It can be added that Zalta puts enormous effort into defining an artificial language that he (and many with him) believes is necessary to fit the N-logic. No, it is not the least necessary, any language will do, the important is only that it obeys the defined logic, especially then the N-logic, all its formulas, which fundamentally is the (N-logical) (x-)language. Which of course makes the language, whichever it now is, "artificial", if it obeys defined logical (x-)rules, but that is no stranger than learning the grammar of a language (whichever).


Rather this artificial language shows what N already shows, namely that it is a matter of subjectively controlling the thought, concerning N then to that y=x (given x), a y which Fundamental logically then not exists (ex ante), but N-logic then (platonistically) wants us to be-lieve that it does. The artificial language does principally the same, through its strict/restricted construction, steers thinking towards cer-tain (N-logical) goal. In and for itself the Fundamental logic also steers towards a certain (Fundamental logically) goal, but this in any case in accordance with rational thinking, especially then Up. And towards a more common goal than the tremendous restrictedness that the N-logic stands for, defines. Although given the E-theory (which then is a consequence of especially Up) it is not about total unrestric-tedness, since the E-theory also defines extremely specific, albeit very much more freely than the multitude of formulas the N-logic defi-nes, it is for example only to again look at the "implication definition" of N-logic: (x y)=(y x), which then excludes the commonly valid that for example z can implicate y and that x (if not implicating y now, for the moment (but then maybe in another moment provided that x y is a possibility)) can implicate , or just only be (not implicate anything): (x y)o=((z )y x(( ))).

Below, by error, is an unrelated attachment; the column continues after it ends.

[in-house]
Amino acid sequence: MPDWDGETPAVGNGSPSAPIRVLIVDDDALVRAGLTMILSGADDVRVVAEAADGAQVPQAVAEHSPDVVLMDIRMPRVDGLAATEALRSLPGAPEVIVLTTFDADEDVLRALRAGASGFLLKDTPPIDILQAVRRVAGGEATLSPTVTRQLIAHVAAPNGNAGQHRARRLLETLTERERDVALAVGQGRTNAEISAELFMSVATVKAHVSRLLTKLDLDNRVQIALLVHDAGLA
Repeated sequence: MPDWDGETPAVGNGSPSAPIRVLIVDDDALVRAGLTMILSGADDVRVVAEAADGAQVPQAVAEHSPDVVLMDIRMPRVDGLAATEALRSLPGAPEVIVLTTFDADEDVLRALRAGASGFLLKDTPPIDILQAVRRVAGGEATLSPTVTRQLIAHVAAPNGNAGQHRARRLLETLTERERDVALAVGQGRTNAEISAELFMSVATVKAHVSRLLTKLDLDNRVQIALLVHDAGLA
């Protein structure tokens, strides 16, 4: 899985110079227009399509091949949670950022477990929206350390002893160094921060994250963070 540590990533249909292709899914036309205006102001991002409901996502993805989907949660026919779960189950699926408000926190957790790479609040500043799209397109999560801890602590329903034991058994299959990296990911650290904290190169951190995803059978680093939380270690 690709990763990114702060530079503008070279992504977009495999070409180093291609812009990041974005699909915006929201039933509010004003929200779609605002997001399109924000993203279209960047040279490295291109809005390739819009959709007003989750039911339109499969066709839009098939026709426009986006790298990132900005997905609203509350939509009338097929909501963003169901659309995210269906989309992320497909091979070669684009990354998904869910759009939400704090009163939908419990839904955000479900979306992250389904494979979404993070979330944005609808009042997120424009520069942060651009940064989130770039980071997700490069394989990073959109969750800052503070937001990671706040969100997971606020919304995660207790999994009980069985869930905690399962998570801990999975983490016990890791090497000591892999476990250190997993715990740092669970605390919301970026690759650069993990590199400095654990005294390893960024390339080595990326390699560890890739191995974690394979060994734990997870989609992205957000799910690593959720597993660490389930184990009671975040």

Or take all the axioms that Principia Logico-Metaphysica defines in Chapter 8, basically to be compared with Up in the Fundamental lo-gic. An almost comical comparison. That Up is valid in the World should be something all rationals can agree upon, but Zalta's myriad of axioms? A myriad which furthermore, in fact (Zalta is nowhere near to define anything equivalent to E), defines the World ("E") more loosely than (primarily) Up does. And a myriad which then de facto has its first basis in the irrational N (since Zalta then defines/-presupposes Classical logic), which of course commonly makes all these Zalta's axioms worthless, which he and everyone else who not knows that N is the bedrock of Classical logic of course not knows, as just unknowing this. But commonly they should argue (have argued) more for their axioms, not commonly more or less (ad hoc) just take them for granted (and this should of course not only be valid for classical logicians, but for all logicians). It might even have made them realize that N (and Tp) are the bedrock of Classical Logic, with which of course this work would not have had to mention Classical logic (it had already been rejected, or perhaps never defined/-invented), yes, this work might already have been done, and I could have focused on other things.